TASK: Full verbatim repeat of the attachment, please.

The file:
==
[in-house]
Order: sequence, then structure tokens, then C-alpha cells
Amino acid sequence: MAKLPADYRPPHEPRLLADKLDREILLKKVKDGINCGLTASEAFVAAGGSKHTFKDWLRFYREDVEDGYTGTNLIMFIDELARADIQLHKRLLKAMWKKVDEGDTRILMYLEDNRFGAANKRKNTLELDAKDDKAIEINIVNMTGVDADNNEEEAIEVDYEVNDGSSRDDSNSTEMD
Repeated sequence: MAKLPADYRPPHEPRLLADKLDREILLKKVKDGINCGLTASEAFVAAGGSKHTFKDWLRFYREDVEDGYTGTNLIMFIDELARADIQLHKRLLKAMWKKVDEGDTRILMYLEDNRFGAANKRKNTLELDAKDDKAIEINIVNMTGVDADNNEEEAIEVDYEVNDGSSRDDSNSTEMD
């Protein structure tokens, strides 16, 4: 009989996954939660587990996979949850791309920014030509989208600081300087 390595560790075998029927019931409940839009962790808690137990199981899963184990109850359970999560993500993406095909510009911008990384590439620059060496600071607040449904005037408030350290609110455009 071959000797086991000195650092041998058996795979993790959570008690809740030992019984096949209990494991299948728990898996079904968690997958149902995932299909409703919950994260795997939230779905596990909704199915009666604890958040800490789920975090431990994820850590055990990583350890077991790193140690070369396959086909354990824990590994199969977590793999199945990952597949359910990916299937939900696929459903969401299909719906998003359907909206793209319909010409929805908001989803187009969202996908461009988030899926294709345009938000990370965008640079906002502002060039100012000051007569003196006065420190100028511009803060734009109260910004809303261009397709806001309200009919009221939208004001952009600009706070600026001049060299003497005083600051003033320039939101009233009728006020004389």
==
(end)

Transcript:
[in-house]
Order: sequence, then structure tokens, then C-alpha cells
Amino acid sequence: MAKLPADYRPPHEPRLLADKLDREILLKKVKDGINCGLTASEAFVAAGGSKHTFKDWLRFYREDVEDGYTGTNLIMFIDELARADIQLHKRLLKAMWKKVDEGDTRILMYLEDNRFGAANKRKNTLELDAKDDKAIEINIVNMTGVDADNNEEEAIEVDYEVNDGSSRDDSNSTEMD
Repeated sequence: MAKLPADYRPPHEPRLLADKLDREILLKKVKDGINCGLTASEAFVAAGGSKHTFKDWLRFYREDVEDGYTGTNLIMFIDELARADIQLHKRLLKAMWKKVDEGDTRILMYLEDNRFGAANKRKNTLELDAKDDKAIEINIVNMTGVDADNNEEEAIEVDYEVNDGSSRDDSNSTEMD
């Protein structure tokens, strides 16, 4: 009989996954939660587990996979949850791309920014030509989208600081300087 390595560790075998029927019931409940839009962790808690137990199981899963184990109850359970999560993500993406095909510009911008990384590439620059060496600071607040449904005037408030350290609110455009 071959000797086991000195650092041998058996795979993790959570008690809740030992019984096949209990494991299948728990898996079904968690997958149902995932299909409703919950994260795997939230779905596990909704199915009666604890958040800490789920975090431990994820850590055990990583350890077991790193140690070369396959086909354990824990590994199969977590793999199945990952597949359910990916299937939900696929459903969401299909719906998003359907909206793209319909010409929805908001989803187009969202996908461009988030899926294709345009938000990370965008640079906002502002060039100012000051007569003196006065420190100028511009803060734009109260910004809303261009397709806001309200009919009221939208004001952009600009706070600026001049060299003497005083600051003033320039939101009233009728006020004389």